The time to obtain coverage is ideally in your 40s and 50s when you still enjoy fairly good health, and premiums are much lower. 

Seek Professional Help Planning for Long-Term Care

Experts recommend seeking the help of a qualified and experienced Long-Term Care Insurance specialist to help you find the right coverage. A specialist will match your age, health, and family history with the right coverage at the right price. 

Long-term care is a very specialized area, and few insurance agents and financial advisors have the expertise. Find a specialist who represents the top companies as premiums can vary over 100% between insurance companies. Leading specialists will often have over 500 clients with Long-Term Care Insurance.

A specialist will save you money, and you will have peace of mind knowing they are making the appropriate recommendations - Work With a Specialist | LTC News.

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Find all the resources on LTC NEWS - Resources for Long-Term Care Planning | LTC News.

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If your loved one is lucky enough to own a Long-Term Care Insurance policy, be sure they use it. Sometimes families wait, thinking they can save the benefits for a rainy day. Waiting on using available Long-Term Care Insurance benefits is not a wise idea. 

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Many insurance companies have issued Long-Term Care Insurance policies over the years. Filing a claim can sometimes be complicated unless you know what to do or get expert help and assistance.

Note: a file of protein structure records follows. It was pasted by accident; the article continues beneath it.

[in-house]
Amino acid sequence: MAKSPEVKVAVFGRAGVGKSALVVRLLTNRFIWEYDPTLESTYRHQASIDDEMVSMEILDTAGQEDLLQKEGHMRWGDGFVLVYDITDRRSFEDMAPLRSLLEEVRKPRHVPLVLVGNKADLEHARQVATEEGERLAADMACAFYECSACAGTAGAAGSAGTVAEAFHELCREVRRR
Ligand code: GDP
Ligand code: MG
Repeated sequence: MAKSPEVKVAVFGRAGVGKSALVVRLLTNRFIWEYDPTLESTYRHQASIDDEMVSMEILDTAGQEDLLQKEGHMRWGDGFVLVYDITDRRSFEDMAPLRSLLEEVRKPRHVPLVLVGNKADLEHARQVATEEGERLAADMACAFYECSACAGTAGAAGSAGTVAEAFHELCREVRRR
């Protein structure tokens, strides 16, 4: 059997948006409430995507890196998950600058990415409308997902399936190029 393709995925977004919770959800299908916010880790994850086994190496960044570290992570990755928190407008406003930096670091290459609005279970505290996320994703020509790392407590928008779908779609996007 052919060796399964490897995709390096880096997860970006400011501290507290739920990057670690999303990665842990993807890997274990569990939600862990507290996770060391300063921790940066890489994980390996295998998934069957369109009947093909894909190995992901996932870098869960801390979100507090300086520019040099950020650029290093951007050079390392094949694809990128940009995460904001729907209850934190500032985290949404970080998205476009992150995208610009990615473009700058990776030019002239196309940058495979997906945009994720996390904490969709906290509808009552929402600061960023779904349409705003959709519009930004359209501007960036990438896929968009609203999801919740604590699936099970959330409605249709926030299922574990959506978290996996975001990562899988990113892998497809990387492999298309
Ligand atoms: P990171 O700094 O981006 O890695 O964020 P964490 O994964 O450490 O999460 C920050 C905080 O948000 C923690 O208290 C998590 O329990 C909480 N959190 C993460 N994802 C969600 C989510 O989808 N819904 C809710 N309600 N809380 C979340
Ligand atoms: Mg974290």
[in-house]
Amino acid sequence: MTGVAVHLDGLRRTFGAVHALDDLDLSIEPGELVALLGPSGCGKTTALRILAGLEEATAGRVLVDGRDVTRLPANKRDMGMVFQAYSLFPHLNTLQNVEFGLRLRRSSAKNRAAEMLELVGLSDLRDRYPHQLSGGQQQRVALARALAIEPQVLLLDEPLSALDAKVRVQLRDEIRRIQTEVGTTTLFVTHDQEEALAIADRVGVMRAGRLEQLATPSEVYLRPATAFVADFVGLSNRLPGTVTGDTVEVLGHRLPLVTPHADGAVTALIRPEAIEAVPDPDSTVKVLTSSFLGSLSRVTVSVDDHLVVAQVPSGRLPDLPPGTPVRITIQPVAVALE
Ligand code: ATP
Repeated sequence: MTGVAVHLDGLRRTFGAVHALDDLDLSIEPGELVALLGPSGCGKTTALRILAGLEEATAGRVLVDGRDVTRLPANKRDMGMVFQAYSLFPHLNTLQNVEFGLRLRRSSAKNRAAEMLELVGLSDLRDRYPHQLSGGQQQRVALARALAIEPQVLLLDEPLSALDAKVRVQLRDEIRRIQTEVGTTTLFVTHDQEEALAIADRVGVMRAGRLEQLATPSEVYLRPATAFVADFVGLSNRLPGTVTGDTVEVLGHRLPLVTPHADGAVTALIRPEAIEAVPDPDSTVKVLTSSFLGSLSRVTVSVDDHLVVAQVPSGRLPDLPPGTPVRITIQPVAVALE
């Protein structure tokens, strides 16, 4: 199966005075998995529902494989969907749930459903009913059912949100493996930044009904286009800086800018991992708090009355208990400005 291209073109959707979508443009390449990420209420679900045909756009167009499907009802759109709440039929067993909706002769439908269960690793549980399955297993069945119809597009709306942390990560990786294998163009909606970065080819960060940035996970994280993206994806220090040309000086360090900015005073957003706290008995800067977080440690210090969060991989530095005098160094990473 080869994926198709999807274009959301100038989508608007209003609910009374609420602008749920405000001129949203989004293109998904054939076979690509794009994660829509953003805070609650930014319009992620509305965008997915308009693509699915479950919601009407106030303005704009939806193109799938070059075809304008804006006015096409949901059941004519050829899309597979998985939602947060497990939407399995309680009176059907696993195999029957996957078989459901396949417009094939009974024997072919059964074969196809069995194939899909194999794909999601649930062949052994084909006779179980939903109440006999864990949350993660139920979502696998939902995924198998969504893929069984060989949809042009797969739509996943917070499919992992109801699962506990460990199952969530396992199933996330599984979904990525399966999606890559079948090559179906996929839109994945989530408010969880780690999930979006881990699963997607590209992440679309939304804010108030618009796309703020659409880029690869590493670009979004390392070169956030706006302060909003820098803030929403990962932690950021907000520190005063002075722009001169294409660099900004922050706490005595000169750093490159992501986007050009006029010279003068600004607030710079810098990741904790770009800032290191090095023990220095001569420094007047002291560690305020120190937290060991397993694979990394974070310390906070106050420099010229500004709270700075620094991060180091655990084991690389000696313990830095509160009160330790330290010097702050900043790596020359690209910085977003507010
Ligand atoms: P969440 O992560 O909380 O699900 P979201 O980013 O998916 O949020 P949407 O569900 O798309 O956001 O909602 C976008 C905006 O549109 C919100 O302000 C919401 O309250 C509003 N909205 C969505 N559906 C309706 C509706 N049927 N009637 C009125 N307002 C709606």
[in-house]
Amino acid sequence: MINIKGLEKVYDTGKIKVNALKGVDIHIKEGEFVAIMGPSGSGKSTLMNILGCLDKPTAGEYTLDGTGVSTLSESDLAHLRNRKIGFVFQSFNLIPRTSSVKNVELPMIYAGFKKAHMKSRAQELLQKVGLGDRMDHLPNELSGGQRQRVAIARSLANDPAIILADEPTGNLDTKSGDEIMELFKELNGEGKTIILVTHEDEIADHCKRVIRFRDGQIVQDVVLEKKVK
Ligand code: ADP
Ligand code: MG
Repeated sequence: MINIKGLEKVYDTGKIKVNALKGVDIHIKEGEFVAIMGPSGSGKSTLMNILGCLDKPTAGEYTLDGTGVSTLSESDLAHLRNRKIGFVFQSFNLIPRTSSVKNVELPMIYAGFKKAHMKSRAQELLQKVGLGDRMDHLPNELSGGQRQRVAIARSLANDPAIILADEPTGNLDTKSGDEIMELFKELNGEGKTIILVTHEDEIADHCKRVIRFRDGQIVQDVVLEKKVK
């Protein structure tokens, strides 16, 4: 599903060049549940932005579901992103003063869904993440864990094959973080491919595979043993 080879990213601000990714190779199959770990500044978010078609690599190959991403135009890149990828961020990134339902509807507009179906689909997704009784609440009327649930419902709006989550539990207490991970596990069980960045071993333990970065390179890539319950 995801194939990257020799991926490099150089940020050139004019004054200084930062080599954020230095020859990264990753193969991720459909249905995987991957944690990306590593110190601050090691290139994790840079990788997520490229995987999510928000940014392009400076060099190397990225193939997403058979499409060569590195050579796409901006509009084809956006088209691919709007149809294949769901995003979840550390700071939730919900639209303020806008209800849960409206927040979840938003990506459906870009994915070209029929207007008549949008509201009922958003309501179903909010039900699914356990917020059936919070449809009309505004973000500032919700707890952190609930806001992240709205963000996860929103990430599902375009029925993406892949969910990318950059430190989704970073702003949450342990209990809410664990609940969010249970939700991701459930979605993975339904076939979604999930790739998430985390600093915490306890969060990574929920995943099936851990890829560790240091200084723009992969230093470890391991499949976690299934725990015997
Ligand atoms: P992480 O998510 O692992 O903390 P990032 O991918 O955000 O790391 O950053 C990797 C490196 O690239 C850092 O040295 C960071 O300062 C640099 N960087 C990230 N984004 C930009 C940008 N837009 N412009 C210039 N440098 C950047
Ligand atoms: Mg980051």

Don't allow the claim process to stop you from using the benefits available in an LTC policy. Quality care obtained early will help provide a better quality of life and reduce the risk of a deep decline and facility care. 

If you need help in starting the process of a Long-Term Care Insurance claim, LTC NEWS can help. LTC NEWS provides free assistance with no obligation to help you or a loved one complete the claims process with a Long-Term Care Insurance policy. We have teamed up with Amada Senior Care, who will do all the work - free with no obligation. 

Get help finding quality caregivers or long-term care facilities and get recommendations for a proper care plan, whether a person has a policy. - Filing a Long-Term Care Insurance Claim | LTC News

Advantages of Reverse Mortgages 

Today's reverse mortgages for those aged 62 and older could be an ideal resource to fund a Long-Term Care Insurance policy OR even provide money to pay for care if you, or a loved one, already needs help and assistance. You might be eligible at younger ages as well. 

Some people have much of their savings invested in their homes. With today's reverse mortgages, you can find ways to fund care solutions, care itself, and even help with cash flow during your retirement. 

Learn more by asking questions to an expert. Mike Banner, LTC NEWS columnist and host of the TV Show "62 Who Knew" will answer your questions regarding caregiving, aging, health, retirement planning, long-term care, and reverse mortgages. 

- Just "Ask Mike." - Reverse Mortgages | LTC News.